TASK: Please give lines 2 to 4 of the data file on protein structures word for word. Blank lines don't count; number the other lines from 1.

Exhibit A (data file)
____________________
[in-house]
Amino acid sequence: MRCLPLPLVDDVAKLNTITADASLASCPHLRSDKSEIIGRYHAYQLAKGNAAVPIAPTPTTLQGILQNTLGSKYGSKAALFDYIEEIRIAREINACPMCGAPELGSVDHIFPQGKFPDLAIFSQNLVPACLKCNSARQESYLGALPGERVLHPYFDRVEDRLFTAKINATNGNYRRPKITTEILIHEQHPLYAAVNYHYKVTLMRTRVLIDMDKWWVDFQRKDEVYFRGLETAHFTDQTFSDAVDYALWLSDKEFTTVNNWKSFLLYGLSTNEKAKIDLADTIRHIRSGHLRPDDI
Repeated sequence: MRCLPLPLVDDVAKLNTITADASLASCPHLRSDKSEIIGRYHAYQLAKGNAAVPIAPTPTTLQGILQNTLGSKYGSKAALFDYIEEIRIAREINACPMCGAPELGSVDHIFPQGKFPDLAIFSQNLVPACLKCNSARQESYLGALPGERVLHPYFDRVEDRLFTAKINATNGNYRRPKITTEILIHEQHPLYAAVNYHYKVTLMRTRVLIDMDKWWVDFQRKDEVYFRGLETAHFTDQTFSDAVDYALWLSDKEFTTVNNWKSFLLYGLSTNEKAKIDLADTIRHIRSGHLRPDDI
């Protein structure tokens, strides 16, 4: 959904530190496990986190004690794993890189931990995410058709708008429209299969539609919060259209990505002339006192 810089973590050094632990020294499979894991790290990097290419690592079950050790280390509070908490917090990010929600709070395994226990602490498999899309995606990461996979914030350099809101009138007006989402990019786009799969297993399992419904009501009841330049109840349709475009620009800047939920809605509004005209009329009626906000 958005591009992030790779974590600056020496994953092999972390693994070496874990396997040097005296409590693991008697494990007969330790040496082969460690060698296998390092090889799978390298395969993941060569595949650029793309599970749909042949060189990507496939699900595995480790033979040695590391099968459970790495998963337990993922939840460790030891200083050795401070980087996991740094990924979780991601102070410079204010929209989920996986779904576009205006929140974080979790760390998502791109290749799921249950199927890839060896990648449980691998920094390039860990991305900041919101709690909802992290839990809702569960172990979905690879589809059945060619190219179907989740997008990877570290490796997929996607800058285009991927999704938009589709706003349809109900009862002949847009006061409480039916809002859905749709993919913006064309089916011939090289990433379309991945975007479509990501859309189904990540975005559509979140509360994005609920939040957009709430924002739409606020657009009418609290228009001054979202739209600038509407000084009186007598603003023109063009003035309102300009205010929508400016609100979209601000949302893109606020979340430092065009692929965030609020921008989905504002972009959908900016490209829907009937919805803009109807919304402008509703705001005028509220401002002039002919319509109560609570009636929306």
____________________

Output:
Amino acid sequence: MRCLPLPLVDDVAKLNTITADASLASCPHLRSDKSEIIGRYHAYQLAKGNAAVPIAPTPTTLQGILQNTLGSKYGSKAALFDYIEEIRIAREINACPMCGAPELGSVDHIFPQGKFPDLAIFSQNLVPACLKCNSARQESYLGALPGERVLHPYFDRVEDRLFTAKINATNGNYRRPKITTEILIHEQHPLYAAVNYHYKVTLMRTRVLIDMDKWWVDFQRKDEVYFRGLETAHFTDQTFSDAVDYALWLSDKEFTTVNNWKSFLLYGLSTNEKAKIDLADTIRHIRSGHLRPDDI
Repeated sequence: MRCLPLPLVDDVAKLNTITADASLASCPHLRSDKSEIIGRYHAYQLAKGNAAVPIAPTPTTLQGILQNTLGSKYGSKAALFDYIEEIRIAREINACPMCGAPELGSVDHIFPQGKFPDLAIFSQNLVPACLKCNSARQESYLGALPGERVLHPYFDRVEDRLFTAKINATNGNYRRPKITTEILIHEQHPLYAAVNYHYKVTLMRTRVLIDMDKWWVDFQRKDEVYFRGLETAHFTDQTFSDAVDYALWLSDKEFTTVNNWKSFLLYGLSTNEKAKIDLADTIRHIRSGHLRPDDI
């Protein structure tokens, strides 16, 4: 959904530190496990986190004690794993890189931990995410058709708008429209299969539609919060259209990505002339006192 810089973590050094632990020294499979894991790290990097290419690592079950050790280390509070908490917090990010929600709070395994226990602490498999899309995606990461996979914030350099809101009138007006989402990019786009799969297993399992419904009501009841330049109840349709475009620009800047939920809605509004005209009329009626906000 958005591009992030790779974590600056020496994953092999972390693994070496874990396997040097005296409590693991008697494990007969330790040496082969460690060698296998390092090889799978390298395969993941060569595949650029793309599970749909042949060189990507496939699900595995480790033979040695590391099968459970790495998963337990993922939840460790030891200083050795401070980087996991740094990924979780991601102070410079204010929209989920996986779904576009205006929140974080979790760390998502791109290749799921249950199927890839060896990648449980691998920094390039860990991305900041919101709690909802992290839990809702569960172990979905690879589809059945060619190219179907989740997008990877570290490796997929996607800058285009991927999704938009589709706003349809109900009862002949847009006061409480039916809002859905749709993919913006064309089916011939090289990433379309991945975007479509990501859309189904990540975005559509979140509360994005609920939040957009709430924002739409606020657009009418609290228009001054979202739209600038509407000084009186007598603003023109063009003035309102300009205010929508400016609100979209601000949302893109606020979340430092065009692929965030609020921008989905504002972009959908900016490209829907009937919805803009109807919304402008509703705001005028509220401002002039002919319509109560609570009636929306």